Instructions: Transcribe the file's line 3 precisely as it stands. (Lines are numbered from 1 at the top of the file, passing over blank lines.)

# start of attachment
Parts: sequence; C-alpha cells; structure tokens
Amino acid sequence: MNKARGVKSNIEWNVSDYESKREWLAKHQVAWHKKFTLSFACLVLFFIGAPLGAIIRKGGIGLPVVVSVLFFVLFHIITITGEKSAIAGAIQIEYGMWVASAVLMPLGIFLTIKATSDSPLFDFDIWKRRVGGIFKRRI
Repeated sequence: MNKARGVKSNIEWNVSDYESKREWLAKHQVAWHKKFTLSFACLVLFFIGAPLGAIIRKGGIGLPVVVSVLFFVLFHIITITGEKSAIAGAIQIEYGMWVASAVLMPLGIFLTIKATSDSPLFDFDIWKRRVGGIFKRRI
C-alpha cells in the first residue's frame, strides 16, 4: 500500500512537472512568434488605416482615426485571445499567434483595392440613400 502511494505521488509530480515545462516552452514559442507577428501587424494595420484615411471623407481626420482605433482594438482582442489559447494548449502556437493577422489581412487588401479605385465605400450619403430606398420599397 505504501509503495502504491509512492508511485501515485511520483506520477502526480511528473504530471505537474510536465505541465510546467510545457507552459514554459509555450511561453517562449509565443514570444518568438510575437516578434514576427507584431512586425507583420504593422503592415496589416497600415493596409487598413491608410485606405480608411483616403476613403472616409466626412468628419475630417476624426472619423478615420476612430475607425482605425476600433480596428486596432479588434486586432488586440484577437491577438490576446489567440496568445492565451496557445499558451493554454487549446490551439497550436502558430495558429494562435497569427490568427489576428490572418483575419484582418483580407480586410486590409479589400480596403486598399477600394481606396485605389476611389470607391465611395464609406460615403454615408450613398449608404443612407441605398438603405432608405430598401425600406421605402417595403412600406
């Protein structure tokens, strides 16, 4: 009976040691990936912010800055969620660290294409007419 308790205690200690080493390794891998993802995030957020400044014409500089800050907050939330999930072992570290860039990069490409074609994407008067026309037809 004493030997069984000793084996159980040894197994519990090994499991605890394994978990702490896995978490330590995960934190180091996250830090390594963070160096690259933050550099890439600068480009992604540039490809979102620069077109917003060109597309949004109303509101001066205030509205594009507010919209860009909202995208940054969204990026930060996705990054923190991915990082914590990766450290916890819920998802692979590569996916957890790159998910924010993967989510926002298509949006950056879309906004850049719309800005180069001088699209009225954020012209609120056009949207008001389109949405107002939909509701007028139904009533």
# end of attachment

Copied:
Repeated sequence: MNKARGVKSNIEWNVSDYESKREWLAKHQVAWHKKFTLSFACLVLFFIGAPLGAIIRKGGIGLPVVVSVLFFVLFHIITITGEKSAIAGAIQIEYGMWVASAVLMPLGIFLTIKATSDSPLFDFDIWKRRVGGIFKRRI